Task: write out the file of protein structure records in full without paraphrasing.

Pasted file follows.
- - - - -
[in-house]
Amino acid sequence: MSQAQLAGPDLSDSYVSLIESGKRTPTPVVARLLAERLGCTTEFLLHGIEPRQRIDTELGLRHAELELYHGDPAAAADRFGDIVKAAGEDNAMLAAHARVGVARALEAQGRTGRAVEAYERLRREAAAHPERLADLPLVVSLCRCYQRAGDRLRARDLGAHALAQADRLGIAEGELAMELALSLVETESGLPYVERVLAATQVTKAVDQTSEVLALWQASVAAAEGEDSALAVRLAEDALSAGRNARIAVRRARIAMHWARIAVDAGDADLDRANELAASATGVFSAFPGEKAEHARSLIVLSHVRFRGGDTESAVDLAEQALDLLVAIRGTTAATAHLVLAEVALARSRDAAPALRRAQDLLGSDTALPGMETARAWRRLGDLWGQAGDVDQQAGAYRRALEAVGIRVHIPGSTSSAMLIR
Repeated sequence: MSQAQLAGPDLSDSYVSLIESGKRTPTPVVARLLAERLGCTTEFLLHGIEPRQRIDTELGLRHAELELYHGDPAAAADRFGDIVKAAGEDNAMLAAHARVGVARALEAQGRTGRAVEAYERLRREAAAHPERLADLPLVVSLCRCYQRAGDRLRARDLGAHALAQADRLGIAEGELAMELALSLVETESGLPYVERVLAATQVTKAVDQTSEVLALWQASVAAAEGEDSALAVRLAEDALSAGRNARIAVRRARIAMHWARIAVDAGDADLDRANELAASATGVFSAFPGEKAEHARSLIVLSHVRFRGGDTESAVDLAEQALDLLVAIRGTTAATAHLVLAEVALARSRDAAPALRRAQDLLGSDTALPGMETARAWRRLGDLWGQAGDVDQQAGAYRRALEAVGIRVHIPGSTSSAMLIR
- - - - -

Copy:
[in-house]
Amino acid sequence: MSQAQLAGPDLSDSYVSLIESGKRTPTPVVARLLAERLGCTTEFLLHGIEPRQRIDTELGLRHAELELYHGDPAAAADRFGDIVKAAGEDNAMLAAHARVGVARALEAQGRTGRAVEAYERLRREAAAHPERLADLPLVVSLCRCYQRAGDRLRARDLGAHALAQADRLGIAEGELAMELALSLVETESGLPYVERVLAATQVTKAVDQTSEVLALWQASVAAAEGEDSALAVRLAEDALSAGRNARIAVRRARIAMHWARIAVDAGDADLDRANELAASATGVFSAFPGEKAEHARSLIVLSHVRFRGGDTESAVDLAEQALDLLVAIRGTTAATAHLVLAEVALARSRDAAPALRRAQDLLGSDTALPGMETARAWRRLGDLWGQAGDVDQQAGAYRRALEAVGIRVHIPGSTSSAMLIR
Repeated sequence: MSQAQLAGPDLSDSYVSLIESGKRTPTPVVARLLAERLGCTTEFLLHGIEPRQRIDTELGLRHAELELYHGDPAAAADRFGDIVKAAGEDNAMLAAHARVGVARALEAQGRTGRAVEAYERLRREAAAHPERLADLPLVVSLCRCYQRAGDRLRARDLGAHALAQADRLGIAEGELAMELALSLVETESGLPYVERVLAATQVTKAVDQTSEVLALWQASVAAAEGEDSALAVRLAEDALSAGRNARIAVRRARIAMHWARIAVDAGDADLDRANELAASATGVFSAFPGEKAEHARSLIVLSHVRFRGGDTESAVDLAEQALDLLVAIRGTTAATAHLVLAEVALARSRDAAPALRRAQDLLGSDTALPGMETARAWRRLGDLWGQAGDVDQQAGAYRRALEAVGIRVHIPGSTSSAMLIR